Communicating in the Military

Communication is vital to any organization. Each organization must

communicate, be it internally with its employees, or externally with

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clients, stakeholders, suppliers and the general public. An organization

whose employees have good communication skills both internally and

externally is better at providing quality service. Learning and perfecting

your communication style as well as knowing when to apply the right

communication style is the foundation of effective communication. Good

communicators must recognize that communication styles exist along a

continuum, and that 'gray areas' exist.

We each have a personal style of communicating. Your communication

style is simply how you interact or exchange information with others.

There are three basic types of communication. The Assertive

Communication Style basically allows you to respect the rights of others

while upholding your own beliefs and rights. When the Passive

Communication Style is used you put the rights of others before your own,

thus minimizing your own self worth. A person communicating in the

Aggressive Communication Style stands up for his rights but at the same

time he violates the rights the person with whom he is communicating.

Although it appears that the assertive style is the best there are times

when both the passive and aggressive styles will produce better or faster

I honestly believe that my primary communication style is the

assertive style but I also know that usually at least one or twice a week I

am forced to switch to either the aggressive or the passive style of

communication. I firmly believe each human has intrinsic value. I

especially believe that each soldier despite our cultural, racial,

education or other differences is valuable to complete the Army mission.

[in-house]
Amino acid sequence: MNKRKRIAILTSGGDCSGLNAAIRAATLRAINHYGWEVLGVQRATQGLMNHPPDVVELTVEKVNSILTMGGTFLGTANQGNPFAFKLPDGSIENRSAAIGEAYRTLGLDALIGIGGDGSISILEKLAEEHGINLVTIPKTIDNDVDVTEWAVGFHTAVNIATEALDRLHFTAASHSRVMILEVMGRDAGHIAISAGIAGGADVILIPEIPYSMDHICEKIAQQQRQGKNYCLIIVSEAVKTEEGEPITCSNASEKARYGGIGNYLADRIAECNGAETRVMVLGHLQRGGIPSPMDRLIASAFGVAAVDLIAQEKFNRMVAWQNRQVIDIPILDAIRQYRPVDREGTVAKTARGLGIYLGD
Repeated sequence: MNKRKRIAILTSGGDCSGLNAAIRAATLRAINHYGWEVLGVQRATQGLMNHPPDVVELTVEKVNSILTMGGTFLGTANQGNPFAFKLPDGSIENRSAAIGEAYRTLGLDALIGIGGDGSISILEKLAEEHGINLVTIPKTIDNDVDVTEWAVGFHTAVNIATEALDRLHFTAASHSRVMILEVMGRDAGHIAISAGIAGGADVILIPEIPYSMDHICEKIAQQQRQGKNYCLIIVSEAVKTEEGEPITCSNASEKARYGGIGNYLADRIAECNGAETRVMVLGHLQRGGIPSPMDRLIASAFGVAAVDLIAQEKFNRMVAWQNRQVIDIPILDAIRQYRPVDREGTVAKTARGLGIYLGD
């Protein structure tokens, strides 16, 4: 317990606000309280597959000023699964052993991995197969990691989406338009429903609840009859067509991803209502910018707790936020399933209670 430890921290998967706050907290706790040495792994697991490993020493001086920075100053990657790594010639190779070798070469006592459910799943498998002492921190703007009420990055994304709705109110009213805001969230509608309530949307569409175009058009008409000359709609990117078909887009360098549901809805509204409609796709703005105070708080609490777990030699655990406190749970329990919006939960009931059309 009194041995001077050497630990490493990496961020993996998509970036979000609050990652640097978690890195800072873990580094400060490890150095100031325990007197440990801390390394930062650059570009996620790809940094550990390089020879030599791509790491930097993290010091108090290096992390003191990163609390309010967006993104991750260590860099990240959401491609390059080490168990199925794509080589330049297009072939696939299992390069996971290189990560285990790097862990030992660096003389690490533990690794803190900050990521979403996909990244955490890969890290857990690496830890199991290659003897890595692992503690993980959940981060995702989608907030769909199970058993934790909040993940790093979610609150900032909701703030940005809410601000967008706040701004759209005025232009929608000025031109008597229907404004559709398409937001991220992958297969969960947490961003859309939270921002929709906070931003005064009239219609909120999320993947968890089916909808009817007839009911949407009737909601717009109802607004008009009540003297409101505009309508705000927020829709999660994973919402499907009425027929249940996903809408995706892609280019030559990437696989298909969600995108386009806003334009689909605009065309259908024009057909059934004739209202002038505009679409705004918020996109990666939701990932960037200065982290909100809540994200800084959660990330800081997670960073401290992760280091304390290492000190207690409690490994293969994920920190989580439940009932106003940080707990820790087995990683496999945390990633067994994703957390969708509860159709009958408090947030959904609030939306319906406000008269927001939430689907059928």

In order for us (the Army) to be able to fight tonight each soldier is

needed. I don't care whose idea we use to successfully complete our

mission just that the mission gets accomplished. Last year, as the

supervisor of a military pay section one of my responsibilities was to

electronically collect the rent from over 200 soldiers enrolled in the

Automatic Rent Collection Program from their pay and then to electronically

pay each landlord. This is a pilot program specific to Korea. We

experienced several different problems. Sometimes when we experienced a

problem I called a meeting, stated what the problem was without assigning

blame. I expressed my confidence in the team as well as my disappointment

that a problem had developed. I made it known that the bottom-line upfront

was that the problem had to be corrected and that I was open to

suggestions. We came up with a solution, then developed a plan and made it

However, there were a couple of times when we experienced a problem

that I used the aggressive communication style due to time constraints or

because I knew that a certain soldier was trying to get over. I yelled, or

stated how the problem was going to be fixed. My way was the right way and

I allowed no argument or discussion. I got into that soldiers face and told

him what to do, when and how to do it. I made it known that I was in

charge and that he had better shape up or plan on shipping out.

Sometimes when my boss came to me about some of the problems I would

use the passive communication style just to get him out of my office so

that I could get to work on fixing the problem. I would not make eye

contact just keep my eyes lowered, or agree with whatever he said even

though I knew he was wrong and had no intentions of taking his suggestions,

I would make myself sit still and speak really low, or best of all I would

Over the years in the military, I have supervised over 300 soldiers

from different cultural and ethnic background. I have learned a lot from

my soldiers regarding my communication style and realized that I had to

adopt different method with different cultures. For instance, although I

naturally tend to get loud when I am excited about something I have learned

to temper down my excitement and voice unless I am speaking with my Korean

soldiers who do the same thing. I have also learned that my Korean

soldiers don't like direct eye contact and that they get offended if I try

to maintain my personal space when communicating with them.

In the military we realize the importance of both verbal and non-

verbal communication. I work hard using my communications skills to gain

and maintain the trust and loyalty of both my superiors and subordinates.

I ensure that they know that I am always accessible and that no matter what

the problem, issue or concern I am willing to help or to get them the

Bibliography: Internet

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